Dr Martin Hogg HI Cajgirl, if your mother had cancer in her 60's or 70's and there isn't a family history we would suggest that the cancer is likely to be sporadic.  PCO and endometriosis are not linked with ovarian ca rates per se.  I wouldn't recommend an elective risk reducing operation in your setting. Unfortunately there isn't a good screening test for ovarian cancer and I suggest to the daughters of patients that they should take any unusual abdominal symptoms seriously and see their GP, (and not to accept a diagnosis of irritable bowel syndrome until all tests normal)

Girl12 Morning Dr Hogg, how often would you recommend a woman checks her breasts, and from what age?

Dr Martin Hogg HI Girl12, I think she should get into a routine of checking from her early 20's onward, just monthly at the same time each month because we all see a number of young patients.  most (9/10) lumps are benign and GP's and surgeons good at sorting things out.  when screening comes take up the offer and if there is a family history go to gp to see if you should be referred for earlier screening with MRI.

Girl12 Thanks Dr Hogg, is it common for women to have lumps even if they are just benign?

Dr Martin Hogg Hi yes, common to have lumps and thickenings, the breasts are a glandular structure, especially in younger women, most are benign but not always possible to tell by examination.  this is what the gp and surgeons are for, to help and reassure.  many lumps change with the monthly cycle, these are just the glands responding to hormones, should go up and down.  breast cancer is not usually associated with pain or tenderness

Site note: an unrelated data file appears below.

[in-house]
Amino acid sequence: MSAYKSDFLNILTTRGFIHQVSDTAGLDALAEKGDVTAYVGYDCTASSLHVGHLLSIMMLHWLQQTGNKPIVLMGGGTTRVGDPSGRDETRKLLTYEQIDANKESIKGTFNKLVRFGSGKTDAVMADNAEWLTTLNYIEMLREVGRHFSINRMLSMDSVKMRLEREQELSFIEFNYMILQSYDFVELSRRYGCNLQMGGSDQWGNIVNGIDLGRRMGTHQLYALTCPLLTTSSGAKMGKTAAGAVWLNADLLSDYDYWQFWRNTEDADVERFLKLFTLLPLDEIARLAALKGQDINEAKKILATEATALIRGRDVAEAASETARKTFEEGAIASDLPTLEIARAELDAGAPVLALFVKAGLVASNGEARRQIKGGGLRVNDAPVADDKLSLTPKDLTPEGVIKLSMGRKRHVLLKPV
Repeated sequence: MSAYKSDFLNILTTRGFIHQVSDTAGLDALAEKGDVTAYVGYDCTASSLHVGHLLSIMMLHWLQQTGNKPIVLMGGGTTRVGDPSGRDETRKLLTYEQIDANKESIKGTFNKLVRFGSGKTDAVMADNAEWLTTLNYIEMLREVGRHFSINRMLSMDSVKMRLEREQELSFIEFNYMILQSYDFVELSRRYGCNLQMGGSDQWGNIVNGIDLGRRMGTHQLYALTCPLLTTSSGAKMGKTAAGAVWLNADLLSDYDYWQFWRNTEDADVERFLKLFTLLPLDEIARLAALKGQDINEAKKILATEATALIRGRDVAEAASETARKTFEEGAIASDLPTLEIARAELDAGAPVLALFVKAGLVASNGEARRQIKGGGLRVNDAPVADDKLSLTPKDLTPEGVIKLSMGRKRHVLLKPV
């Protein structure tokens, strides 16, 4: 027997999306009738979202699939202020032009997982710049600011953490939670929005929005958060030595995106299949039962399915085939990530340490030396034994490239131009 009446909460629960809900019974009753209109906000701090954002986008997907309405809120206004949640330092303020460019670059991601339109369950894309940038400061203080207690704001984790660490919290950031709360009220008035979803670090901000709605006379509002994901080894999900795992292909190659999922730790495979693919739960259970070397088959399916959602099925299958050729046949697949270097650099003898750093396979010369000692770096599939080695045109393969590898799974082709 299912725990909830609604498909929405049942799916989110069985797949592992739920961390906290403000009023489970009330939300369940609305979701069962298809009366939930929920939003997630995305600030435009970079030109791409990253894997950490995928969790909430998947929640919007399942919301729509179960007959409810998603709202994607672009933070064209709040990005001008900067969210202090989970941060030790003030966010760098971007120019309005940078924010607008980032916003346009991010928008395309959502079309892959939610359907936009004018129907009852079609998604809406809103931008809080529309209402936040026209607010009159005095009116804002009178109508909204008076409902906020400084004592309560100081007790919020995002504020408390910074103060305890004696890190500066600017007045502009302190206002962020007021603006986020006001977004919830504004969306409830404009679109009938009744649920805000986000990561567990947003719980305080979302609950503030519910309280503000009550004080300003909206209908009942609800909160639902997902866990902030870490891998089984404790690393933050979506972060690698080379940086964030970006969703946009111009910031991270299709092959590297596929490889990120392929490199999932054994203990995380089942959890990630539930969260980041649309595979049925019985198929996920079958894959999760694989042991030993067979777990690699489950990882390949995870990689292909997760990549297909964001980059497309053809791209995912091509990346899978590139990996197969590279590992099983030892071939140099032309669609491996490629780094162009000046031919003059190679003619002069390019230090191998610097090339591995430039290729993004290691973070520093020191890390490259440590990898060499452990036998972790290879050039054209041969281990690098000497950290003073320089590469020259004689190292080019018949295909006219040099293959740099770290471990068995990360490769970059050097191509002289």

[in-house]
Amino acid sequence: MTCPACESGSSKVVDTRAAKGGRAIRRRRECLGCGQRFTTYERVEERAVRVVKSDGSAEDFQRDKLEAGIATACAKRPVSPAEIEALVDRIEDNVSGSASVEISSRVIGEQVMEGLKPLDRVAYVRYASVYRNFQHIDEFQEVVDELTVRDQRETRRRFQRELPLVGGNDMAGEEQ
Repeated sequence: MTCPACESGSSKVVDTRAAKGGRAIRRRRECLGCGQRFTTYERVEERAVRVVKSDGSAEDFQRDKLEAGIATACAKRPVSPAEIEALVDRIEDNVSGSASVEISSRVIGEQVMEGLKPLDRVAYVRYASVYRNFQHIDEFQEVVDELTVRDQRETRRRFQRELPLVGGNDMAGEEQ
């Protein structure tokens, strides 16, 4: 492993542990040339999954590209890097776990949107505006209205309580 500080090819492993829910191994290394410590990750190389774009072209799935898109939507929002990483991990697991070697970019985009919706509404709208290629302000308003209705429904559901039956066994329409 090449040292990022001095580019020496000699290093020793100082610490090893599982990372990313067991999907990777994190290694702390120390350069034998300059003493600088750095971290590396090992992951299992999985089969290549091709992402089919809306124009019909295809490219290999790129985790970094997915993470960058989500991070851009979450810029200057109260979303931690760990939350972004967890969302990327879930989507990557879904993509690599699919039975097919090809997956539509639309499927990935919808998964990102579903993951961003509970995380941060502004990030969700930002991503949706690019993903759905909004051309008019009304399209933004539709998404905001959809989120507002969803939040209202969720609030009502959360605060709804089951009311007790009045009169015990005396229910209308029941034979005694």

Girl12 Hi Dr Hogg, sorry how do you know if you are checking them correctly?

Dr Martin Hogg There are a number of good guidelines to follow from Macmillan or breast cancer care. in principle, firstly look, see if there is a pulling in the skin or if the breasts are different sizes, move your arms from your hips to above shoulders and look for pulling or unequal movement, then work in a spiral or quarters covering all the breasts, not forgetting to go towards the armpit (axillary tail of breast) do it at same time each month, also check for a nipple discharge too.  if your are uncertain, I am sure that your practice nurse will be able to check you are doing it well. the first time is about 'getting to know yourself' too.

Girl 12 Thanks Dr Hogg

Funky Monkey Hello Dr Hogg, my grandma had breast cancer as did hers. Does it run in the family? Thanks

Dr Martin Hogg HI Funky Monkey, it may, how old were your relatives when they had breast cancer? most cancers are sporadic, i.e. not genetic, few are associated with the BRACA gene family or other genetic syndromes (less than 10%).  however the family history may lead your local centre to offer screening earlier than age 47.

Funky Monkey My grandma was diagnosed 3 years ago when she was 64 but thank goodness she survived and is in the all clear. My great grandma was unfortunately not so lucky and I think she passed away when she was around 50. I'm really worried that my mum and I might get it. How regularly should we go 4 screening??